American Welding Society (AWS) National Arc Robotic Welding Conference 2015
June 2 – 3, 2015
The NRAWC – National Robotic Arc Welding Conference wrapped up last week at the Milwaukee Area Technical Center (MATC) in Milwaukee, WI. The mission for this conference is to present new and emerging technology in the fields of welding and automation. First started in 1983, the conference has been held regularly in Florida and in Wisconsin for over 30 years. This year, Meta joined close to 150 engineers and business managers to see and hear about the latest innovations and experiences with cutting edge technologies for robotics. Meta had a tabletop exhibit demonstrating one of its Smart Laser Sensors showing off robot guidance as well as weld inspection functionality.
Over the two-day conference, there was an interesting mix of practical presentations on such key topics as fixturing, programming, and training as well as a number of reviews of actual case studies focused on implementation techniques, know-how, and tricks of the trade. As a manufacturer of laser vision systems for welding automation, it was most encouraging to witness how the practical use of 3D laser sensors was a key topic in many of the presentations and how the implementation of such sensors is providing positive returns to those who are embracing the technology.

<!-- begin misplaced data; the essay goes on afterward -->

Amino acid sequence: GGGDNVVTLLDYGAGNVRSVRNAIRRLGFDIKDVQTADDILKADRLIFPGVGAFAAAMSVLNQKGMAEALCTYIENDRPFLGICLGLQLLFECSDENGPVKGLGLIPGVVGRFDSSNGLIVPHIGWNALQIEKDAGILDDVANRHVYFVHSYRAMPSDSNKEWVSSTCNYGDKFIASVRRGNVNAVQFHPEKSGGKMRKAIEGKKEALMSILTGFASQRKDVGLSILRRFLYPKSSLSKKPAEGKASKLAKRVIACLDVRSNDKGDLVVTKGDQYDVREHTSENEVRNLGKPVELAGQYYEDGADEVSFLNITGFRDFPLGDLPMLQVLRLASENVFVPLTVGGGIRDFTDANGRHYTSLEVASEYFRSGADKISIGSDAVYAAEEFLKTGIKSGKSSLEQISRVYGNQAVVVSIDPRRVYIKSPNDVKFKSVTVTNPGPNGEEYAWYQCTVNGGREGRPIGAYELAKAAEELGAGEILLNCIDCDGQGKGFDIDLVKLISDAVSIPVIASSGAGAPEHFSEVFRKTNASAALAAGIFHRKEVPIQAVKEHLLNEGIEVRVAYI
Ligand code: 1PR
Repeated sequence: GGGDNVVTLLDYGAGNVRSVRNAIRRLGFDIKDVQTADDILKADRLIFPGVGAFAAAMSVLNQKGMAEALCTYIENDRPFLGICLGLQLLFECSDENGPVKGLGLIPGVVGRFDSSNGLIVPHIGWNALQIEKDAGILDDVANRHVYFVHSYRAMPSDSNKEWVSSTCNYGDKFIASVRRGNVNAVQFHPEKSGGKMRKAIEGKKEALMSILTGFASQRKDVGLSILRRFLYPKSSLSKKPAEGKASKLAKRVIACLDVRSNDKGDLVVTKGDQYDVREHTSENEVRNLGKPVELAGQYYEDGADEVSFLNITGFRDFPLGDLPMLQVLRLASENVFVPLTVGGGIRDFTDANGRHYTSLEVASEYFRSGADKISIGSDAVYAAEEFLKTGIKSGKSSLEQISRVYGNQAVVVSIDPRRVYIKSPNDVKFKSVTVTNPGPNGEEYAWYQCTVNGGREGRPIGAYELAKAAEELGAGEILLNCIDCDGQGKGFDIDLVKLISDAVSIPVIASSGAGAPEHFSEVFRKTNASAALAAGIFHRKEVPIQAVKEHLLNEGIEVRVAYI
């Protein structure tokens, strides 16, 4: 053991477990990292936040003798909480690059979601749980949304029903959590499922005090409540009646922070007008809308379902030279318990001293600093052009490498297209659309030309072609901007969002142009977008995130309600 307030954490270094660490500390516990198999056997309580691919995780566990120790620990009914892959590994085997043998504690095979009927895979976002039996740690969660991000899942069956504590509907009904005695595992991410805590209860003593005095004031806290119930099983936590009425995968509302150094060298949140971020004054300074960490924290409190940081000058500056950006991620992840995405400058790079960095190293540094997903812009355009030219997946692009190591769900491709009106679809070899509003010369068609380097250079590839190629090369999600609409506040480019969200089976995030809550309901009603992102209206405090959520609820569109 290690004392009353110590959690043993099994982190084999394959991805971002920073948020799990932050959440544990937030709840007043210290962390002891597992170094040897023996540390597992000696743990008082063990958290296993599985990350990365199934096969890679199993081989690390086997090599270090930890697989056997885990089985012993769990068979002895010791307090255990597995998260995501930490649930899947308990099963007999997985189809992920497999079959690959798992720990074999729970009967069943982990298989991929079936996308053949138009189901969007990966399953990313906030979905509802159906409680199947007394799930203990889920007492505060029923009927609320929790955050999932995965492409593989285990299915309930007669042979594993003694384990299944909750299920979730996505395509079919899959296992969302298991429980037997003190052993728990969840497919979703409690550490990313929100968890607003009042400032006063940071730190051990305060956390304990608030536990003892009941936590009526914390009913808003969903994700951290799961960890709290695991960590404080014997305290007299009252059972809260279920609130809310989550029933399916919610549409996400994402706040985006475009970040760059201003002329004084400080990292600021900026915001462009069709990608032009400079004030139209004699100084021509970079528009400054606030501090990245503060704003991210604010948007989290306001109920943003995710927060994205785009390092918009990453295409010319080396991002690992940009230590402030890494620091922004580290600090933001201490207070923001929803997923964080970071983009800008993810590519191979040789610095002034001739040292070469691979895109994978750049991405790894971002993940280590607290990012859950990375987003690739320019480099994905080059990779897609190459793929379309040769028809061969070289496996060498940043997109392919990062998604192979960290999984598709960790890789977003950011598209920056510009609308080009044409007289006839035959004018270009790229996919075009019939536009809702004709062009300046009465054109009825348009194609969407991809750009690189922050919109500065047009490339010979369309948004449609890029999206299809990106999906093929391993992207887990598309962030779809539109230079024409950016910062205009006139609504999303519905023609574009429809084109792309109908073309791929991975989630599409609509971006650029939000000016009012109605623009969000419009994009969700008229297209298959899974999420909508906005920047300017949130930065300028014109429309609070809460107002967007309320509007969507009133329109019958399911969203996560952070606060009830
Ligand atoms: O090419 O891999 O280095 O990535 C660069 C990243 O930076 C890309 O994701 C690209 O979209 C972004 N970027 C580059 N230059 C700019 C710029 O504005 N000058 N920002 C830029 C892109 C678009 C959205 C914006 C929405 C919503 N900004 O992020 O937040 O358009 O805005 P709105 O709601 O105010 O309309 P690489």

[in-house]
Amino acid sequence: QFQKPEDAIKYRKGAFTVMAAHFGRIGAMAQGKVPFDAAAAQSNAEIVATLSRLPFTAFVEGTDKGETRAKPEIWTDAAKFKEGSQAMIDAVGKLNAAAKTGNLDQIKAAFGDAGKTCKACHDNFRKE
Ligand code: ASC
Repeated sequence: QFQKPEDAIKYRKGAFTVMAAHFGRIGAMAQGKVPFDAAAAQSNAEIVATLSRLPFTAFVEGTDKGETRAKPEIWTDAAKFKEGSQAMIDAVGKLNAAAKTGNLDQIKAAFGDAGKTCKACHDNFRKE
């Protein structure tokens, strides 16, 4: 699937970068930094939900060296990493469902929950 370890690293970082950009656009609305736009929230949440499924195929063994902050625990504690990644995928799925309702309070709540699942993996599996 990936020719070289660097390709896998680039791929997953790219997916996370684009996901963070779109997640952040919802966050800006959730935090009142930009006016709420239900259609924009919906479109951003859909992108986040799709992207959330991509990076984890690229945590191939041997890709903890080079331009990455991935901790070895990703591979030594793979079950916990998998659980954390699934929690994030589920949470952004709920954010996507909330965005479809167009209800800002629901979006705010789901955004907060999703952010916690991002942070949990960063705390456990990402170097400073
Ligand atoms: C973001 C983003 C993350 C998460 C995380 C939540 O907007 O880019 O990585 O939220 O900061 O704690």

In addition to the presentations and practical demonstrations, conference participants also had the opportunity to visit two local manufacturers and users of automation. Power management company Eaton showed how they use a wide collection of automation and arc welding processes to manufacture electrical transformers while a tour through John Deere Horicon showed off a large collection of robots used for welding, painting, and material handling.